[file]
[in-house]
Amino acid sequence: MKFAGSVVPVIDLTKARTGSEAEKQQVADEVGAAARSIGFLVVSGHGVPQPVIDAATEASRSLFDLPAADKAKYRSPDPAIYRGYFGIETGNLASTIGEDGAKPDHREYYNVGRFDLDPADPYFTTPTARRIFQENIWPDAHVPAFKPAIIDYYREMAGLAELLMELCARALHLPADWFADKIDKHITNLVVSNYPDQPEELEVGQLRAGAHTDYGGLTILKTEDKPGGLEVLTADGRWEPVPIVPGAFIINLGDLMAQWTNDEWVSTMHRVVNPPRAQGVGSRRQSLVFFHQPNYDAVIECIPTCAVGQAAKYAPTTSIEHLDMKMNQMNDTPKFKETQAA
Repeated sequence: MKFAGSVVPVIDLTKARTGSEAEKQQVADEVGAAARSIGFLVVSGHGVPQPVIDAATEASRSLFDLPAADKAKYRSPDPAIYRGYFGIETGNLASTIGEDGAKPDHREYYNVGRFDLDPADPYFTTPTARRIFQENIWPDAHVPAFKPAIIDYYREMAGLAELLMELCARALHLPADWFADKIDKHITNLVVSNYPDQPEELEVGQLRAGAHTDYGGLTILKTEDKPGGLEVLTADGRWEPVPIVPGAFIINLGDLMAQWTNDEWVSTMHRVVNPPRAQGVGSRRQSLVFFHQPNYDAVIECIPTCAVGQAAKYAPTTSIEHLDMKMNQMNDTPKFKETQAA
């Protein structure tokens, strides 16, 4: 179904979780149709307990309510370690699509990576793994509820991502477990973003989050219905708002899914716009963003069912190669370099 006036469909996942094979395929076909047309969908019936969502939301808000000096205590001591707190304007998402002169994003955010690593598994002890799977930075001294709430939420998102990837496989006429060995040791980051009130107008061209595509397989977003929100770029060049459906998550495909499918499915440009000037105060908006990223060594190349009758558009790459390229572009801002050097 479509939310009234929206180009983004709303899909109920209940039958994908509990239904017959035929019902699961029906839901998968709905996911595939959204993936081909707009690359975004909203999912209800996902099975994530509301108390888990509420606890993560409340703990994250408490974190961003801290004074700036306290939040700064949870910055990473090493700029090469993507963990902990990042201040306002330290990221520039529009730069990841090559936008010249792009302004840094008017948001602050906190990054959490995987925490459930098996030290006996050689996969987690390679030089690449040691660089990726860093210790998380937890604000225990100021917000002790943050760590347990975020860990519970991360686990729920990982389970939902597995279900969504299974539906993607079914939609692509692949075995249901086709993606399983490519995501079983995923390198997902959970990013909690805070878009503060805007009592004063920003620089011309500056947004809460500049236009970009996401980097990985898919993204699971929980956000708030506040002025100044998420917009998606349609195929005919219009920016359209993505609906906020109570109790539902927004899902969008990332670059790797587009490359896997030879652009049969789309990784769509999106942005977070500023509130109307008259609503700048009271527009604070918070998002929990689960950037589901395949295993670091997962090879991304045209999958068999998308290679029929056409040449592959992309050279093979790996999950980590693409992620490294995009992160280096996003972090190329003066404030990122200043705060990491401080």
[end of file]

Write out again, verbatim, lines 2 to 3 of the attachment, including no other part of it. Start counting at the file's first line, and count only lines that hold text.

Amino acid sequence: MKFAGSVVPVIDLTKARTGSEAEKQQVADEVGAAARSIGFLVVSGHGVPQPVIDAATEASRSLFDLPAADKAKYRSPDPAIYRGYFGIETGNLASTIGEDGAKPDHREYYNVGRFDLDPADPYFTTPTARRIFQENIWPDAHVPAFKPAIIDYYREMAGLAELLMELCARALHLPADWFADKIDKHITNLVVSNYPDQPEELEVGQLRAGAHTDYGGLTILKTEDKPGGLEVLTADGRWEPVPIVPGAFIINLGDLMAQWTNDEWVSTMHRVVNPPRAQGVGSRRQSLVFFHQPNYDAVIECIPTCAVGQAAKYAPTTSIEHLDMKMNQMNDTPKFKETQAA
Repeated sequence: MKFAGSVVPVIDLTKARTGSEAEKQQVADEVGAAARSIGFLVVSGHGVPQPVIDAATEASRSLFDLPAADKAKYRSPDPAIYRGYFGIETGNLASTIGEDGAKPDHREYYNVGRFDLDPADPYFTTPTARRIFQENIWPDAHVPAFKPAIIDYYREMAGLAELLMELCARALHLPADWFADKIDKHITNLVVSNYPDQPEELEVGQLRAGAHTDYGGLTILKTEDKPGGLEVLTADGRWEPVPIVPGAFIINLGDLMAQWTNDEWVSTMHRVVNPPRAQGVGSRRQSLVFFHQPNYDAVIECIPTCAVGQAAKYAPTTSIEHLDMKMNQMNDTPKFKETQAA